Thomas Disch, 1940-2008

SF writer, critic, and poet Thomas Disch took his own life on July 4, 2008.

No writer meant more to me in the late sixties and seventies than Thomas Disch. He wrote like an angel, had a mordant wit, and was an incisive critic. He represented everything I aspired to as a writer. For years my answer, when asked who was the best writer currently doing sf, was "Thomas Disch and Gene Wolfe."

I drifted away from his work in the 80s after THE BUSINESSMAN. But I was just this month re-reading his early short fiction for an anthology I'm putting together with Jim Kelly. It holds up magnificently. Throw in THE GENOCIDES, CAMP CONCENTRATION, 334, and ON WINGS OF SONG and you have a landmark career right there. It's ironic to see this gay intellectual Manhattan-dwelling science fiction writer and contemporary poet die the same day as Jesse Helms, almost as if God was selecting one from column A, one from column B.

I did not know Disch well--though we had one extraordinary drunken conversation over dinner in 1986, which I will always remember--but he was one of my writing heroes when I was in my twenties. I only met him a few times, and cannot say we were friends, and I disagreed strongly with much he had to say in the little angry book he wrote about sf a few years ago. I saw his increasing bitterness as a falling away from a humanity that showed through the cynicism of his early work. I suspect now that it was a struggle he was having with himself.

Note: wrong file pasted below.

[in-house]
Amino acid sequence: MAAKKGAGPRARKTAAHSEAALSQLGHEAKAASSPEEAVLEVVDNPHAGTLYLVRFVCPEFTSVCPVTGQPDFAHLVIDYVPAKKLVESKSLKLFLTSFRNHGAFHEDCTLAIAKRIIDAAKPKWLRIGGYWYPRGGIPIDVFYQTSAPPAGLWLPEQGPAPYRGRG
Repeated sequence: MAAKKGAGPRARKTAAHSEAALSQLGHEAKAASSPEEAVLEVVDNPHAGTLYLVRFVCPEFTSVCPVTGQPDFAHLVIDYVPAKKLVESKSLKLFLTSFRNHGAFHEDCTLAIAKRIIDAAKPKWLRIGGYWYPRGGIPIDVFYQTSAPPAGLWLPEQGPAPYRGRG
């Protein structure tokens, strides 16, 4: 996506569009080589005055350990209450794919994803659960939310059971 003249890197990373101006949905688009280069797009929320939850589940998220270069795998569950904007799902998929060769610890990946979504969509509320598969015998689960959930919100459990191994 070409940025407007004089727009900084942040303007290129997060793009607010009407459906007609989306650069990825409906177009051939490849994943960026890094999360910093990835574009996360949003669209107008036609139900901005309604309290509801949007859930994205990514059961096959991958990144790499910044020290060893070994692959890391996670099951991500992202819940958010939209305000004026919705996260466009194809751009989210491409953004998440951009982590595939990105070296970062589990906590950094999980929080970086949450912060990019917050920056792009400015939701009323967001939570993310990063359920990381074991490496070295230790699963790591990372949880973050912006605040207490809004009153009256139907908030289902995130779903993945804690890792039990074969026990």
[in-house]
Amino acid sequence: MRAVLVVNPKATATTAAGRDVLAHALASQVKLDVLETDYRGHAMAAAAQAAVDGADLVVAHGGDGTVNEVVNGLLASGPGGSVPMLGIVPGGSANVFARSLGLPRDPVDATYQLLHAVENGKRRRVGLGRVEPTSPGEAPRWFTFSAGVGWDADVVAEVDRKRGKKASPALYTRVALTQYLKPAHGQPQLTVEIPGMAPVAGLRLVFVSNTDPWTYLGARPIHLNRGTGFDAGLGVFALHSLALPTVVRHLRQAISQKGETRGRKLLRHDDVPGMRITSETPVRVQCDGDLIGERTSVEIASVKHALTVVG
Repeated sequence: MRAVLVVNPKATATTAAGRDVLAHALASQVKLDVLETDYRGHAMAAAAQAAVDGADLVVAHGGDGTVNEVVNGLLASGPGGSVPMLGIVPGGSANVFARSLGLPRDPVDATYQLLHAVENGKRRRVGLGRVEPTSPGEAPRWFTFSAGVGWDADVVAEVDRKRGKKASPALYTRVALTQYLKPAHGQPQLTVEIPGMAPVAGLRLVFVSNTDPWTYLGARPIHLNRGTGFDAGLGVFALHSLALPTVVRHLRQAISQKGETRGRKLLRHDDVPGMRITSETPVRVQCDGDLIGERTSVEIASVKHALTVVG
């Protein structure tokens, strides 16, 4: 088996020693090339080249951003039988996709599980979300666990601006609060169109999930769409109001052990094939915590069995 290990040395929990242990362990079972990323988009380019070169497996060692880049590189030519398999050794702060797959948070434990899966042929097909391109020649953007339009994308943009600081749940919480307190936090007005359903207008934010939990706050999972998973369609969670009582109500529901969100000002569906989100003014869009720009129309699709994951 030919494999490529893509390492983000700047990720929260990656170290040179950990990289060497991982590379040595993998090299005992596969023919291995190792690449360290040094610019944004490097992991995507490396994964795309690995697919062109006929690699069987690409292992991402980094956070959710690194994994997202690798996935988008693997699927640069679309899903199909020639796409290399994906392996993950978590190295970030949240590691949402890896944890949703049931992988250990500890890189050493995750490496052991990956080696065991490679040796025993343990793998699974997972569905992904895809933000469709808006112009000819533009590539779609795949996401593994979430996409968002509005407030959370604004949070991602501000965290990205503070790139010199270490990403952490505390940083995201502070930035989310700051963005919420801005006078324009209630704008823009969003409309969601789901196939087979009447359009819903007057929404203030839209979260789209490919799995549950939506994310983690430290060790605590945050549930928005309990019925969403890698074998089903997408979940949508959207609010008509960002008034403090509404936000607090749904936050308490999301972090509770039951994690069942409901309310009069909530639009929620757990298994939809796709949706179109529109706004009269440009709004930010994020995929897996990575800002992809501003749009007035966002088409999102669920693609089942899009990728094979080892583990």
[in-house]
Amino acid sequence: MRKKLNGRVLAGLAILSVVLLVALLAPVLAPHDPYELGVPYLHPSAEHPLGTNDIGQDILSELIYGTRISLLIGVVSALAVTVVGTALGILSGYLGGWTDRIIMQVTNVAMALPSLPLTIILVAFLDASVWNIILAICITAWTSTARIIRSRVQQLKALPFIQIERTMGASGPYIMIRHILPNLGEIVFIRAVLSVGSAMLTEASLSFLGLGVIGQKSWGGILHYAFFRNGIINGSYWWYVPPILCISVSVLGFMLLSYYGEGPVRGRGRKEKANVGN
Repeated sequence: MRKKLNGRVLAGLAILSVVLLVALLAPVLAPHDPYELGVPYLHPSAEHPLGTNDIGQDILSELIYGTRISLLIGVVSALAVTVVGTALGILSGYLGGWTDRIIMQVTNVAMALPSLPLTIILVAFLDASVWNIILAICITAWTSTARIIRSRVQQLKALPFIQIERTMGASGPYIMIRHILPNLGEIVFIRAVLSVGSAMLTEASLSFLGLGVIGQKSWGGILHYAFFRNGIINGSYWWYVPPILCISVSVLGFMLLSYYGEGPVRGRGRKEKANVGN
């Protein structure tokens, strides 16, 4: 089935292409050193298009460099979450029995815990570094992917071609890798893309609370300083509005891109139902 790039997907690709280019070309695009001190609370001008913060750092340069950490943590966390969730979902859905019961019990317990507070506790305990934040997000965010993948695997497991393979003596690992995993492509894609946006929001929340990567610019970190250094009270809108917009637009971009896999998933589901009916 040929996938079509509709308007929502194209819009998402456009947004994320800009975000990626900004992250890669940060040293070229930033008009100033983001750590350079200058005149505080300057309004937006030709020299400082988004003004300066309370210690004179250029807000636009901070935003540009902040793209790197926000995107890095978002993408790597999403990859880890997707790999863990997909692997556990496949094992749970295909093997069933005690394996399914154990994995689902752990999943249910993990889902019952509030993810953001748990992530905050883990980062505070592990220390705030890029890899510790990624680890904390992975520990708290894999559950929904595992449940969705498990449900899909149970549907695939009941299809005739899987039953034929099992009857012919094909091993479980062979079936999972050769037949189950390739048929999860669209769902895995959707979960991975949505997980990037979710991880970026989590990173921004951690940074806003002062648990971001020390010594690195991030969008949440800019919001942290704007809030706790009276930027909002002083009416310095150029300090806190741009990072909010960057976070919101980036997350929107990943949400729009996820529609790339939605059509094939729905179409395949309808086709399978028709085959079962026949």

I was at the 1980 worldcon where ON WINGS OF SONG lost the Hugo to Arthur Clarke's THE FOUNTAINS OF PARADISE (actually, I think it came in last in the voting). It's not denigration of Clarke to say that I thought that was an absurd result. As I was walking out of the auditorium after the award, I happened to end up right next to Disch (who didn't know me from Adam). On impulse, I leaned over to him and said, "I think you deserved the award." He said, "It's all right. He'll die sooner than I will."

I guess he was right (barely) about that. RIP, Tom.

Here's a poem Disch wrote:

 

How to Behave when Dead

 

A notorious tease, he may pretend
not to be aware of you.
                     Just wait.
He must speak first. Then
you may begin to praise him.

 

Remember:
sincerity and naturalness
count for more than wit.
His jokes may strike you as
abstruse.
       Only laugh if he does.

 

Gifts?
They say he's mad for art,
but whether in the melting
elegiac mode of, say, this
Vase of Poppies
or, turning the mirror
to his own face, a bronze skull
gorging on a snake --
that is a matter of taste.
In any case, the expense
is what he notices.

 

What to wear.
                  Some authorities
still insist on black.
But really, in this modern age,
your best is all that is required.

             -- Tom Disch